Experts urge innovative financing to derisk renewable energy investments

By News Desk
June 15, 2024
A representational image of a renewable energy farm in California, USA. — AFP/File

KARACHI: Renewables First, a leading think tank for energy and environment, successfully hosted a pivotal event titled ‘Renewable Energy Finance Insights - Assessing Risks in a Changing Landscape’ in Islamabad on Tuesday.


This initiative was aimed at bridging the gap between financial sector stakeholders and power sector policymakers and fostering a collaborative dialogue on critical issues, particularly the high cost of financing for solar and wind energy in Pakistan.

The event pointed out that while Pakistan had made notable strides in utility-scale solar and wind projects, attracting further investment was still a significant challenge due to the country’s risk profile and macroeconomic conditions.

To address these issues, Ahtasam Ahmad from Renewables First presented the study titled, ‘Capitalizing on Green: A Stocktake of Renewable Energy Finance for Pakistan’. -- a report which maps the current state of renewable energy financing and highlights the obstacles that have kept the cost of capital high.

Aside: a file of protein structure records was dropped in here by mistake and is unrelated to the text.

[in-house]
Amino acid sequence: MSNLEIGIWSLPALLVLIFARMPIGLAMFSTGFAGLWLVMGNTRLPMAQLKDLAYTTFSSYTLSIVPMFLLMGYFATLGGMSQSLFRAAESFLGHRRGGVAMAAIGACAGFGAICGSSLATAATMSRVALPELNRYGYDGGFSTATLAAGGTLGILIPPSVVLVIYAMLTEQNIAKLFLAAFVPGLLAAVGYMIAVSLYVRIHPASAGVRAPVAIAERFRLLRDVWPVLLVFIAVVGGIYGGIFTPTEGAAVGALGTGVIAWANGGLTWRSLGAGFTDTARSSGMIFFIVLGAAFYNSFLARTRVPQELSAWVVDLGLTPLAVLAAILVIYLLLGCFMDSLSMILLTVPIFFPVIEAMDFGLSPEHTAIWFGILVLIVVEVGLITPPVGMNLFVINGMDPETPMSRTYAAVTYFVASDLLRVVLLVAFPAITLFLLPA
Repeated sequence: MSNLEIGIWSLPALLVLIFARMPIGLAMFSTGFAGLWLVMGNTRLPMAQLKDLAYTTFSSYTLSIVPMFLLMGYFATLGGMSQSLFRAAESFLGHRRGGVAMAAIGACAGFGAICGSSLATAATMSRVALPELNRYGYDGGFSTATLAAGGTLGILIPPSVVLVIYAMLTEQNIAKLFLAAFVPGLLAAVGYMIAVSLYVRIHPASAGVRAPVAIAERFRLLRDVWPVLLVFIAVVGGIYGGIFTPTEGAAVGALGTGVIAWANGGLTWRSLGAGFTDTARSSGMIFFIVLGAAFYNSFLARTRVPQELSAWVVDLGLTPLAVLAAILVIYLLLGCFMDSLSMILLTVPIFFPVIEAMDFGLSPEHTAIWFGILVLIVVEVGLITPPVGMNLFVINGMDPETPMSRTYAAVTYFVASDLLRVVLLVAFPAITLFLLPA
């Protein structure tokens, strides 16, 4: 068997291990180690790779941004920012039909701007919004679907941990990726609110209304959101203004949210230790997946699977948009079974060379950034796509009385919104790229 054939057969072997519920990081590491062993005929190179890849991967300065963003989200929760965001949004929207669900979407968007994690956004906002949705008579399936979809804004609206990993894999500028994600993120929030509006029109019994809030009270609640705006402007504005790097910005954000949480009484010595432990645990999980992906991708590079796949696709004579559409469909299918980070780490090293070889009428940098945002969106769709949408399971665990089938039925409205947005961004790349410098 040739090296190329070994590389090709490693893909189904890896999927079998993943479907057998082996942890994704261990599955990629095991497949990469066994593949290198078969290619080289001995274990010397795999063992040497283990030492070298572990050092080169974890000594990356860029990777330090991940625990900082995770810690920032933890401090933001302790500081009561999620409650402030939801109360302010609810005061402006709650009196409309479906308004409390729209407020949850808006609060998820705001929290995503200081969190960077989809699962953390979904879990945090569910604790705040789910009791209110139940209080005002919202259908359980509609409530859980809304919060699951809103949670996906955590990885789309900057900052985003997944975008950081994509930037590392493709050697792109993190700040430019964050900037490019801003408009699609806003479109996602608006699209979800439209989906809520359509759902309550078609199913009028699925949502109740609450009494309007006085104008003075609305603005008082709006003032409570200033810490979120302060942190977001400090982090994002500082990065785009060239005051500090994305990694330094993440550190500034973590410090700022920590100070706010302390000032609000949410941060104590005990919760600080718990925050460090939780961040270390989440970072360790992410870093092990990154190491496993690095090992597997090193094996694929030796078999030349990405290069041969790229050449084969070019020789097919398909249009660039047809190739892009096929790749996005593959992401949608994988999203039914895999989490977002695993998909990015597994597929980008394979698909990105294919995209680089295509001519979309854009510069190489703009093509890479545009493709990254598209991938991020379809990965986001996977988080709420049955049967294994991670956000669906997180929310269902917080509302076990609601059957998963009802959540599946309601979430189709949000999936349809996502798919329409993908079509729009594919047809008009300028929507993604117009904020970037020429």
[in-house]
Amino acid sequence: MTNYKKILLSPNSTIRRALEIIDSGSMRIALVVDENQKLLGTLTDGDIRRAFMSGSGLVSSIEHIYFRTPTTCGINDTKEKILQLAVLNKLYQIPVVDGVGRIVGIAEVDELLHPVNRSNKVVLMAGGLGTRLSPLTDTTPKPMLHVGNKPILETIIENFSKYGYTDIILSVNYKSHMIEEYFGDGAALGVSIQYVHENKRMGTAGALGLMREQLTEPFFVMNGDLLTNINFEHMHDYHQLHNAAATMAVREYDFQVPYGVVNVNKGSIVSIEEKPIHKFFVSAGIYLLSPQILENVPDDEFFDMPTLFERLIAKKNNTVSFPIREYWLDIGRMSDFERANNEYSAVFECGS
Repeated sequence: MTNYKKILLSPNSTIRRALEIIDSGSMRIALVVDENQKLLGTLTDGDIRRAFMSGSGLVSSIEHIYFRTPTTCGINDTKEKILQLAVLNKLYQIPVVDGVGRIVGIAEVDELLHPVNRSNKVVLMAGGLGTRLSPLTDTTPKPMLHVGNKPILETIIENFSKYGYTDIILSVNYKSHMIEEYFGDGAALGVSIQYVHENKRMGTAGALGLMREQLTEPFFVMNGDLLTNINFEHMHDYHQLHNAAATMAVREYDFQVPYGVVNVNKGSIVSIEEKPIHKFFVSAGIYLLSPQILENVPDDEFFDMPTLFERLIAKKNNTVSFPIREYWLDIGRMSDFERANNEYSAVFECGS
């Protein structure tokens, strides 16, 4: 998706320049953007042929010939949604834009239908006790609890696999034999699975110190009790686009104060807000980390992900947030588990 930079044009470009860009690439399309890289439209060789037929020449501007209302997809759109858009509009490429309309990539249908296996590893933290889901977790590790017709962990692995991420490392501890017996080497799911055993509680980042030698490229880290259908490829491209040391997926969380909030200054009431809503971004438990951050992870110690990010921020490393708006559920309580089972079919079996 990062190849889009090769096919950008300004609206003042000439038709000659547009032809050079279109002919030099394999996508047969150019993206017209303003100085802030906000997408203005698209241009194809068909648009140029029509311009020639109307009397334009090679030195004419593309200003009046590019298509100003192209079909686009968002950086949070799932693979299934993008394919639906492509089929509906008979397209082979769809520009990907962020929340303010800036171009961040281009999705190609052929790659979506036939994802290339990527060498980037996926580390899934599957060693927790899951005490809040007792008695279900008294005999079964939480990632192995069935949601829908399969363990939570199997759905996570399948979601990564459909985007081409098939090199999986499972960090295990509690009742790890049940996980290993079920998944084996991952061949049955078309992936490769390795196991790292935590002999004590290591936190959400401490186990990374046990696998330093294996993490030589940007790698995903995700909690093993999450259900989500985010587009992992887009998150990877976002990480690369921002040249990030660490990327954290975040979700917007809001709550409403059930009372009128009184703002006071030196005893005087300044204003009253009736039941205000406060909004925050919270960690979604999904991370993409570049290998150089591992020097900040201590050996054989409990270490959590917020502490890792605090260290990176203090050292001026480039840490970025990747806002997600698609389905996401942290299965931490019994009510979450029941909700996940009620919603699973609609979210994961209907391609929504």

The event brought together regulators, lenders, investors, developers, advisors, and public-sector representatives, creating a platform for collaborative discussions and potential de-risking measures.

CEO of Bank of Punjab Farid Ahmed Khan highlighted the scarcity of capital market investors in renewable energy and encouraged both local and foreign entrepreneurs to invest in this sector.

He pointed out the high-risk nature and resultant high costs that drive up prices, proposing solutions such as promoting development finance institutions (DFIs) and increasing capital market participation in energy projects.

Head of Investment Banking at JS Bank Shehzad Abdullah reflected on the evolution of wind power financing since 2011, emphasizing the learning curve through successive generations of financing.

He noted the pivot in market dynamics and highlighted the need for consistent policies and more engaging conversations to drive progress.

Chief Investment Officer at Karandaaz Navid Goraya highlighted the need for exploring alternate mechanisms for financing renewable energy projects, presenting securitization as an avenue to free up liquidity for the financial sector.

Ali Khizar, head of BR research at Business Recorder, and Senior Economist at PIDE Afia Malik advocated for decentralization and the use of local currency in financing, respectively.

Developers from China Three Gorges, Foundation Wind, and UEP stressed the importance of integrated planning, robust transmission infrastructure, and streamlined permitting and land acquisition processes to reduce the risk profile of renewable energy technologies.

Managing Director of PPIB Shah Jahan Mirza emphasized the need for a concerted effort from all stakeholders to pave the way forward for sustainable energy solutions in Pakistan. The experts unanimously agreed that reviving the renewable energy finance space is crucial, and exploring alternate financing channels through innovative instruments and

de-risking measures is imperative to unlock the sector’s potential.